Share stresses the importance of understanding how fluency arises. I would suggest that in order to do this, we must understand the nature of orthographic processing in exquisite detail; if orthographic processing qualitatively differs from normal, I think that fluency is not possible.

Thursday, July 17, 2008

Greek, RT patterns, and the final-letter advantage.

Nikki Pitchford, her student Maria Ktori, Tim Ledgeway and Jackie Masterson have been looking at reaction-time patterns for letter search. In this task, a target letter is presented, and then a random string of 5 letters is displayed, and the subject specifies whether the target letter is in the string. The string remains displayed until the response. Looking at reaction times for positive trials as a function of the position of the target, English readers show initial- and final-letter advantages; that is, a target in the first position is detected more quickly than one in the second position and a target in the fifth position is detected more quickly than one in the fourth position. However Greek readers presented with Greek stimuli show an initial-letter advantage, but not a final-letter advantage. This is true for children and adults.

Now the final-letter advantage is one of my favorite topics, and I've noted that the final-letter advantage is not present in English for exposure durations < 100 ms. My explanation has been that the final letter is not reached for exposures of < 100 ms (due to seriality); at longer exposures, the final letter is activated and can fire for an extended period because it is not inhibited by a subsequent letter, creating a final-letter advantage. So this advantage is taken to occur at the letter level.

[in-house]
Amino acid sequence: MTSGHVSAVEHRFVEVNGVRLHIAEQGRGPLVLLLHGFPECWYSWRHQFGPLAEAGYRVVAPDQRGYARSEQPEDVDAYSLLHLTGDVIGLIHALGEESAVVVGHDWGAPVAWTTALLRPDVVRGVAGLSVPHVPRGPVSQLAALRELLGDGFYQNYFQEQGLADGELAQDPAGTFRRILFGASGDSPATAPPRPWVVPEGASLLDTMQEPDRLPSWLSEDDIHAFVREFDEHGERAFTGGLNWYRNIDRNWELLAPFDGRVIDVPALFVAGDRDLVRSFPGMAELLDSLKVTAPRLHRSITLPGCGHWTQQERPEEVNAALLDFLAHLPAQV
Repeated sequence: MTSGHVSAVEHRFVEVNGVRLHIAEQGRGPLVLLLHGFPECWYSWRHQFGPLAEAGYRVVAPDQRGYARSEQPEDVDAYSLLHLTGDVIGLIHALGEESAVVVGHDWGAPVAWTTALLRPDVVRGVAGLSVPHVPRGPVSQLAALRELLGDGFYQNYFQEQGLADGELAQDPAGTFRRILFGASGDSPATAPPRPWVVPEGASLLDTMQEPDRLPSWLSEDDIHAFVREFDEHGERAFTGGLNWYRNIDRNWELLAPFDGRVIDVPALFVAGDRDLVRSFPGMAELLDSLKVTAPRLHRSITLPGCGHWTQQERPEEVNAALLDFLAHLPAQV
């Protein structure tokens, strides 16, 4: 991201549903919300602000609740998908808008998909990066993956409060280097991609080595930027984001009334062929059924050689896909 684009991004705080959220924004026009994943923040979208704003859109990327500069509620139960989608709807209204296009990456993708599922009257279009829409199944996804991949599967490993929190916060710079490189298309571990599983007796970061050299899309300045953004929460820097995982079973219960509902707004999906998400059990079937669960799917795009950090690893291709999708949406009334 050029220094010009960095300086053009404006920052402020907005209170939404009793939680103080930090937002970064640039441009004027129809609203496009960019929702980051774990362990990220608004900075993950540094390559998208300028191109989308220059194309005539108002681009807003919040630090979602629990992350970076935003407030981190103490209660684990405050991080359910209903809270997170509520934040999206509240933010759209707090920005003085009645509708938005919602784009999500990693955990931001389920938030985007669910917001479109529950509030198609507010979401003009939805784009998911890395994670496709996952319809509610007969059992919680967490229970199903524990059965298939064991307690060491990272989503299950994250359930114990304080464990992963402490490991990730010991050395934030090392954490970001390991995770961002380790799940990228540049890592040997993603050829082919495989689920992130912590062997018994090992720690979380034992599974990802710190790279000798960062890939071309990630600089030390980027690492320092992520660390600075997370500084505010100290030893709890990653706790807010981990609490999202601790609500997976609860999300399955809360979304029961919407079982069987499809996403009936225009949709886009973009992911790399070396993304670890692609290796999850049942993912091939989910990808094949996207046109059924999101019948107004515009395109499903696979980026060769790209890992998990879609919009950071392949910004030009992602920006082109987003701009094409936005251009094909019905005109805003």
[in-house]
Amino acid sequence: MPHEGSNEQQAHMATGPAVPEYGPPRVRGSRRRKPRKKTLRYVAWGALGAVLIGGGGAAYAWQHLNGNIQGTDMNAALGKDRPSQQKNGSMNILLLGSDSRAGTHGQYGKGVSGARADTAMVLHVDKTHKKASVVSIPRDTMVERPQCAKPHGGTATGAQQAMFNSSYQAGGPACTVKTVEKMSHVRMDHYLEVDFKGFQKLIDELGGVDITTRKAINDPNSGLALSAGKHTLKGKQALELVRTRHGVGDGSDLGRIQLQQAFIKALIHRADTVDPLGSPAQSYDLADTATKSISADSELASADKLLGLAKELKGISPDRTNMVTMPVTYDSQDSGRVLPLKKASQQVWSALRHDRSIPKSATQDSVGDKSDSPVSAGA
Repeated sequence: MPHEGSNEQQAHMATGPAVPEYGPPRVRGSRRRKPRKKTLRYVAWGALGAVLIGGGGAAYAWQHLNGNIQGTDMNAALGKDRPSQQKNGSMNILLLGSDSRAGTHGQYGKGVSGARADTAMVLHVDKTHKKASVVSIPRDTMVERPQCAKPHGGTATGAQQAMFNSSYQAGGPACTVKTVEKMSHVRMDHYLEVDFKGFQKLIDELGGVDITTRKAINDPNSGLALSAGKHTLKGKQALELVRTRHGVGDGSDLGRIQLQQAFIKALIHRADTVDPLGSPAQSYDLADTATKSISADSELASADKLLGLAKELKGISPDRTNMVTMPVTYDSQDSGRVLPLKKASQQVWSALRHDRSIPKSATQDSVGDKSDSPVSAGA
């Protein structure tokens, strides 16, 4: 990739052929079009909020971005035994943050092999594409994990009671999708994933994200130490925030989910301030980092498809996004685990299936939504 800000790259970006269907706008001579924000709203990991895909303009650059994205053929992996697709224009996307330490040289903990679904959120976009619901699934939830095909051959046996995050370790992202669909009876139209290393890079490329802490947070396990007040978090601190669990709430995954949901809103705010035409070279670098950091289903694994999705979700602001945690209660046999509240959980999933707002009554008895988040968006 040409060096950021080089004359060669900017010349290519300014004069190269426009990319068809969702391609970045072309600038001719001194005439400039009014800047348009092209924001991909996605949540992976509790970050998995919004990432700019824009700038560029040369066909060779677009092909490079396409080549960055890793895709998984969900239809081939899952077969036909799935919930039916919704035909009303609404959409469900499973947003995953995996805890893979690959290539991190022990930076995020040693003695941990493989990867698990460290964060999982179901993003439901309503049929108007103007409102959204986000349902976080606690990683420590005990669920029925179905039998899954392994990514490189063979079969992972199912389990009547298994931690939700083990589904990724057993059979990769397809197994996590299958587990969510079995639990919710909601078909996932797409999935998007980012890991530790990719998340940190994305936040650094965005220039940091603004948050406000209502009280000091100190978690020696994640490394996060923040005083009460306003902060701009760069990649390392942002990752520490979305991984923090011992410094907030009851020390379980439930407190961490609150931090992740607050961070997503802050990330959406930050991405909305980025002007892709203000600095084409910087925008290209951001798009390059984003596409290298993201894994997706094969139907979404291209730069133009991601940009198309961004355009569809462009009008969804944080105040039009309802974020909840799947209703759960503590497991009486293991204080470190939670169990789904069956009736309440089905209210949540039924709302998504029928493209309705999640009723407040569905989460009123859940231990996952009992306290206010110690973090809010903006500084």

However, this explanation is inconsistent with the Greek data. If the final-letter advantage occurs at the letter level, it should be present for Greek, but it is not. This caused me to think that perhaps the initial- and final-letter advantages actually arise an the open-bigram level. Since 2004, the SERIOL model has included edge bigrams, which encode the first and last letters. Recall that open-bigrams are taken to be specific to the ventral/visual route. Greek is a transparent language and there is evidence that transparent languages weight the dorsal/phonological route relatively more heavily than English. Thus ventral-route orthographic representations (i.e., open-bigrams) may play less of a role in Greek string processing than English string processing. If the final-letter advantage actually reflects activation of the final edge-bigram, this would explain why it is absent for Greek.

Note, however, that the original argument on temporal dependency still holds for English. For very brief exposures, the final letter is activated weakly or not at all, and so the final edge-bigram is weakly activated, so there is no final-letter advantage. At longer exposures, the final letter and the final edge-bigram are activated, and so there is a final-letter advantage.

The proposal that these letter effects occur at the bigram level also explains another aspect of their data. For English, they found that positional letter frequency influenced RTs at the first and final positions (i.e., faster RTs for letters more likely to occur at a given position), but there was no effect of positional frequency at the internal positions. Now, under the SERIOL model, the only position-specific representations are edge bigrams: letter units and non-edge open-bigrams are not position-specific. Thus the only positions at which position-specific letter effects could possibly occur are at the edges. If one assumes that frequency affects excitability of bigram units, and bigram excitability affects RTs, this then explains the effect of positional letter frequency at the exterior letters.